CONSPICUOUS on the short list of things that are currently going well, there is the U.S. dollar. Last fall, the dollar was drowning in a sea of yen, marks and francs. The Carter administration organized a rescue that has been a considerable success, and now the dollar floats merrily along, even rising a little.

The international currency markets are dominated by people gambling on future values. That makes them exquisitely sensitive to impressions of governments' intentions. The first phase of the administration's rescue operation was to stop talking as though it was ready to tolerate the dollar's steady decline abroad and higher inflation at home. But there's more than that to the dollar's present stability. For several years the United States has been buying a great deal more abroad than it has been able to sell, and those vast deficits have exerted heavy pressure downward on the exchange rate. But now those deficits are declining.

The reason? It's a textbook example of the exchange-rate mechanism. The dollar began to decline at the end of 1977, and the effects on trade are now showing up. That decline makes American goods more competitive - that is, cheaper - abroad, and it makes foreign goods more expensive here. The volume of American exports was up sharply last winter compared with a year earlier, but imports have hardly changed at all. That improves the trade balance, which in turn keeps the dollar from sinking further. The system is working, more or less automatically, as it is supposed to. But this process of adjustment is not free of cost. The lower value of the dollar, compared with two years ago, leaves the inflation rate a little higher, and Americans a little less prosperous, than they would otherwise be.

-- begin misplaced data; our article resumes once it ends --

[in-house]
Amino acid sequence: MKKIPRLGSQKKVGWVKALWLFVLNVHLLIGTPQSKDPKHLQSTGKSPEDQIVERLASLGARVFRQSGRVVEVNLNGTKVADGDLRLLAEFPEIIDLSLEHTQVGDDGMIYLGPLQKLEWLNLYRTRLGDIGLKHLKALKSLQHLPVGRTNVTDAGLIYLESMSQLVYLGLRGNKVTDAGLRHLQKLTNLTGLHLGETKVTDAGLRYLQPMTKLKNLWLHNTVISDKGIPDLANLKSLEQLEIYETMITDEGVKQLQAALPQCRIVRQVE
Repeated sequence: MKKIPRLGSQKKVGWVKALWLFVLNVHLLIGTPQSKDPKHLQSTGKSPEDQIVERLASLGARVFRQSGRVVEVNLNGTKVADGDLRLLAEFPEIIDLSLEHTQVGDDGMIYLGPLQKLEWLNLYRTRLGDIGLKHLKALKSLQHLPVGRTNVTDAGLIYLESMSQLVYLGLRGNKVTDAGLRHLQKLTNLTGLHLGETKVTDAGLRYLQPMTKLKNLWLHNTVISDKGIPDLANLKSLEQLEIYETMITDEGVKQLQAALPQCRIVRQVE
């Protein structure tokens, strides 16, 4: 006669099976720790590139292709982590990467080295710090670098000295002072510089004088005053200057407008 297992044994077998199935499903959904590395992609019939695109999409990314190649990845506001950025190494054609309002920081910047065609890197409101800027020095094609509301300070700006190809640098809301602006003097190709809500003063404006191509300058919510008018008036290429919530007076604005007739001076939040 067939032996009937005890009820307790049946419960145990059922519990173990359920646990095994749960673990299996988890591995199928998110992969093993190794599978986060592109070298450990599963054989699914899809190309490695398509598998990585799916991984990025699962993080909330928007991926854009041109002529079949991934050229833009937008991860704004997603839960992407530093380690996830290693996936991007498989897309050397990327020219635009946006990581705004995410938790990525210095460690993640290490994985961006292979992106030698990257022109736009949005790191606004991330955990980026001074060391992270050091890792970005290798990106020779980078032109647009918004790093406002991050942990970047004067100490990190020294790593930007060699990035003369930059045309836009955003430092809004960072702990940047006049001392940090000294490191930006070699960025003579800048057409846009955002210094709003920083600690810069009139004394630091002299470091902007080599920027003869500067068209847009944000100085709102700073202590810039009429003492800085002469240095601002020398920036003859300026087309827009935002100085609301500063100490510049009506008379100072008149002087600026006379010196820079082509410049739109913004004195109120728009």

For the future, there's a relationship between the dollar's value and the economy's growth rate. At present the economy is not growing very fast. That limits the American demand for imports. In contrast, the Japanese economy is expanding rapidly and, in fact, last month the famous surplus in the Japanese current account dropped briefly to zero. Growth drove Japanese imports up, and the yen down a little.

As the U.S. economy slows down later this year and perhaps falls into recession, a lot of people are going to expect the government to start cranking once more to make it run faster. But too much cranking threatens to start the dollar falling again on the international exchanges. The stability of the dollar is impressive, but experience suggests that it is also highly conditional.